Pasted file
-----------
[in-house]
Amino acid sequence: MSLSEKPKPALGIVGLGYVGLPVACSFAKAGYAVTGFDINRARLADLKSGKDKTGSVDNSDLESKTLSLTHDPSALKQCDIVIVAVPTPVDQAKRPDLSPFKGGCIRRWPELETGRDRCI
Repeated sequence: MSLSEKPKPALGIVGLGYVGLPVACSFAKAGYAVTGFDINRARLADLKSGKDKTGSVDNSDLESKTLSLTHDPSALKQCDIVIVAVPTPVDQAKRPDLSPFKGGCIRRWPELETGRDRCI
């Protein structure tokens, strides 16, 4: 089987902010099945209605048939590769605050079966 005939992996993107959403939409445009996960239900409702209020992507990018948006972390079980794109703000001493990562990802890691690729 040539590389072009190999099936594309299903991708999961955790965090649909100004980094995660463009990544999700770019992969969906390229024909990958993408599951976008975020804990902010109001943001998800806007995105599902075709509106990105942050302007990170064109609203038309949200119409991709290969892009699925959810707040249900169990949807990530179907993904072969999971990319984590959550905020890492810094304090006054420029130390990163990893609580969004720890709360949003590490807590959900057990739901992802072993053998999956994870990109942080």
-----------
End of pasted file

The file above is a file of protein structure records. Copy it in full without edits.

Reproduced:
[in-house]
Amino acid sequence: MSLSEKPKPALGIVGLGYVGLPVACSFAKAGYAVTGFDINRARLADLKSGKDKTGSVDNSDLESKTLSLTHDPSALKQCDIVIVAVPTPVDQAKRPDLSPFKGGCIRRWPELETGRDRCI
Repeated sequence: MSLSEKPKPALGIVGLGYVGLPVACSFAKAGYAVTGFDINRARLADLKSGKDKTGSVDNSDLESKTLSLTHDPSALKQCDIVIVAVPTPVDQAKRPDLSPFKGGCIRRWPELETGRDRCI
């Protein structure tokens, strides 16, 4: 089987902010099945209605048939590769605050079966 005939992996993107959403939409445009996960239900409702209020992507990018948006972390079980794109703000001493990562990802890691690729 040539590389072009190999099936594309299903991708999961955790965090649909100004980094995660463009990544999700770019992969969906390229024909990958993408599951976008975020804990902010109001943001998800806007995105599902075709509106990105942050302007990170064109609203038309949200119409991709290969892009699925959810707040249900169990949807990530179907993904072969999971990319984590959550905020890492810094304090006054420029130390990163990893609580969004720890709360949003590490807590959900057990739901992802072993053998999956994870990109942080």